Een nieuwe visie op de inrichting van de Salon van koningin Wilhelmina op Het Loo
In the period 1977-1984 the Royal Palace Het Loo in Apeldoorn, the Netherlands, was thoroughly restored into a museum, highlighting the late 17th-century phase in which King William III and Queen Mary II resided at Het Loo. The restoration of Het Loo was severely criticized. A walk was laid out through the approximately 40 rooms in the Palace which are open to the public.
The main apartments were furnished in the style of the first main residents, the remaining rooms were devoted to the other members of the House of Oranje-Nassau, in chronological order. This implied that the rooms devoted to the last main resident, Queen Wilhelmina (1880-1962), were necessarily reconstructed in the rooms at the end of the visitors' route, which were not intended for that purpose originally.
The wainscoting was retained, but all the movable parts of the interior were transferred to the new museum rooms. In principle, all the relocated rooms could be rebuilt again in their original places, but the financial situation does not permit this. However, it is possible to change the existing furnishing of the 19th-century rooms in order to create a more authentic image.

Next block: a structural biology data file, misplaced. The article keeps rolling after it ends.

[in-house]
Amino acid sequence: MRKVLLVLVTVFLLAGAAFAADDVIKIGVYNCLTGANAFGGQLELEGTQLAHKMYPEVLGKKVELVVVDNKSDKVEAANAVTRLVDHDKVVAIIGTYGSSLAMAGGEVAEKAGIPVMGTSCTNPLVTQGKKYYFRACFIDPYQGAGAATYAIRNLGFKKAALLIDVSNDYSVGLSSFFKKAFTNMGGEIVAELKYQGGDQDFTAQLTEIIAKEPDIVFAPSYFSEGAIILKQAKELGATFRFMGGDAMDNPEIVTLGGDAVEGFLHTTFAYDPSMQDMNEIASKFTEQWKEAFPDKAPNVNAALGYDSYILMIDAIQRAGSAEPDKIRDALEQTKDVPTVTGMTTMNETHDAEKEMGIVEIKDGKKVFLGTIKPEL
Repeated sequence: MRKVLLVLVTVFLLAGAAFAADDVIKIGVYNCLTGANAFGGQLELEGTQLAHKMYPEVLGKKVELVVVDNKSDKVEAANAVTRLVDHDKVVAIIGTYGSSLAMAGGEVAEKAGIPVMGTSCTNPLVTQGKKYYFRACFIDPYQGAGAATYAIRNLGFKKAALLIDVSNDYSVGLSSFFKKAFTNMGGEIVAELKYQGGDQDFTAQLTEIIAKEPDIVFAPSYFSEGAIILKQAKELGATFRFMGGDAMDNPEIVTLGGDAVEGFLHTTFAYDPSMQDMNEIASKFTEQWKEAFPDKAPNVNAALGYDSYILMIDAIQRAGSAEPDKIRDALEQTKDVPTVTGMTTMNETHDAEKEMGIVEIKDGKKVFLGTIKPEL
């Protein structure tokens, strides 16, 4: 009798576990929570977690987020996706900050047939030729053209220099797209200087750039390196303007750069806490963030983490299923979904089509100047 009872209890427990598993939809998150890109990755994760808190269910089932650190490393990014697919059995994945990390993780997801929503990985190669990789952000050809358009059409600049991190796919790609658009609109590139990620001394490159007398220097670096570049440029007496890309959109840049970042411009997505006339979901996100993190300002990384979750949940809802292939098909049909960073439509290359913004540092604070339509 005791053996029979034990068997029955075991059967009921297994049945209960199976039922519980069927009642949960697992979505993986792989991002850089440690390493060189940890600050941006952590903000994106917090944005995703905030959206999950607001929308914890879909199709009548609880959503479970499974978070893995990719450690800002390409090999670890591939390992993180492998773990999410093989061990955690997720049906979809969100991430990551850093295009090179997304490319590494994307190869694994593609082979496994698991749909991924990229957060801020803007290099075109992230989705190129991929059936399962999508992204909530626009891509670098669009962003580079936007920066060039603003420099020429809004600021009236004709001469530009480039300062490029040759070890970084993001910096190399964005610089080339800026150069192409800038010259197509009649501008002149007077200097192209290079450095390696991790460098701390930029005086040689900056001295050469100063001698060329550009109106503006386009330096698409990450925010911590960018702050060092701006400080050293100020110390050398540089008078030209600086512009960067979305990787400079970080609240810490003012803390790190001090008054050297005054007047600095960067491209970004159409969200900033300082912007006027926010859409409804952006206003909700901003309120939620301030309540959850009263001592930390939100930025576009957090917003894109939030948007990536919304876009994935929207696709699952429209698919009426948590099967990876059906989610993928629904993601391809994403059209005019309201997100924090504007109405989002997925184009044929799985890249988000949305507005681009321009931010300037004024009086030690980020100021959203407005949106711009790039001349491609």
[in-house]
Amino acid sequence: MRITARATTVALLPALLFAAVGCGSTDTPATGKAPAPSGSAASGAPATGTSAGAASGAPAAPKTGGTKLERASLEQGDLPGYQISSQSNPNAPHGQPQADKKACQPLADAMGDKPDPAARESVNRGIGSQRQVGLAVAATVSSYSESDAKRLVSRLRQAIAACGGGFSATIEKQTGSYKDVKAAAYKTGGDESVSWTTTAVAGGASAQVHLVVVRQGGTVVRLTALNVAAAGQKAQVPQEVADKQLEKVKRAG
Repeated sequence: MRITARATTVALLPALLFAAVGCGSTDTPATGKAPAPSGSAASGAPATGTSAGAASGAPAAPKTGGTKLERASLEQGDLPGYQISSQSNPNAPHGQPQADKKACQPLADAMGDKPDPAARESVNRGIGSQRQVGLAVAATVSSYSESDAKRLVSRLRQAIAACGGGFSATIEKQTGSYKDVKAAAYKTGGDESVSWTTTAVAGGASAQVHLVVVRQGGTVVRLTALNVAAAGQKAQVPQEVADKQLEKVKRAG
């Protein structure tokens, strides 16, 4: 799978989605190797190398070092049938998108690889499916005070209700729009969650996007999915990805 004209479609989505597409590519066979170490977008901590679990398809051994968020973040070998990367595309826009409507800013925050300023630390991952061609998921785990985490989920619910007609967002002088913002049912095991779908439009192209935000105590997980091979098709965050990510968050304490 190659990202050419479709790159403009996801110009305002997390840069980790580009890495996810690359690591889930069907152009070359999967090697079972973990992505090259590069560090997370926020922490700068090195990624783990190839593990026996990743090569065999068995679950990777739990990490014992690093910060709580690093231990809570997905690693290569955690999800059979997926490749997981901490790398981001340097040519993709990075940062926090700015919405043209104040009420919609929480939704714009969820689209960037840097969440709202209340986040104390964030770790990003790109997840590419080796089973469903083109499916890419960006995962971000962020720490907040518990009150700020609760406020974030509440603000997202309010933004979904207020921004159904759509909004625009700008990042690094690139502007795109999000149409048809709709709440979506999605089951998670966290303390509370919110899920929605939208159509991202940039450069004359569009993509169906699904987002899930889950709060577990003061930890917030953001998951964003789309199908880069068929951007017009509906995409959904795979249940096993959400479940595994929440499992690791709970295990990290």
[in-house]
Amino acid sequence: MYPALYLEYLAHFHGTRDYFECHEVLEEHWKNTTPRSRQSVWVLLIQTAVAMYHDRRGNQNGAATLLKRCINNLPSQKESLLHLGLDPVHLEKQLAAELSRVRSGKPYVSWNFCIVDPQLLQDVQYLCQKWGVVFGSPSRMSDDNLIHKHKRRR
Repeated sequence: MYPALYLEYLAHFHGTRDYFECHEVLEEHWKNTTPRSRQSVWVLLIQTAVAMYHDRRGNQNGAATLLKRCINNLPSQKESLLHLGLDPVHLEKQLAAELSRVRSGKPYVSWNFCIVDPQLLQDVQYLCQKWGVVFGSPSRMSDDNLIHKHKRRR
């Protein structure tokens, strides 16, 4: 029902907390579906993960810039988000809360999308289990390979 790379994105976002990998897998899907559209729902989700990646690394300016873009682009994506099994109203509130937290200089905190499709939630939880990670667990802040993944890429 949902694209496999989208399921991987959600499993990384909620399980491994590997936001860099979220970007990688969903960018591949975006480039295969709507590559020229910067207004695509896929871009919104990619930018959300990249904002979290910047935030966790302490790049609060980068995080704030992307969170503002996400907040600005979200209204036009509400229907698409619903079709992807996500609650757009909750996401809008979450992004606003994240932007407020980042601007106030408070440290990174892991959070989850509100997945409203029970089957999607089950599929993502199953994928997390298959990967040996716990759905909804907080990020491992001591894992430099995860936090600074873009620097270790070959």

Recently the drawing room of Queen Wilhelmina was refurnished with authentic interior components from the depots of Palace Het Loo. The furnishing was realized on the basis of photographs of the drawing room dating from before the Second World War, when the rooms of the Royal Family were documented in view of the chaos to be expected upon arrival of the German occupier.
A few lacking components were replaced by similar pieces from the collection. The result is perhaps not a richer but definitely a more convincing image of a Royal drawing room from before the Second World War, because of the fact that one particular residential phase was opted for.
Copyright (c) 2005 Paul Rem
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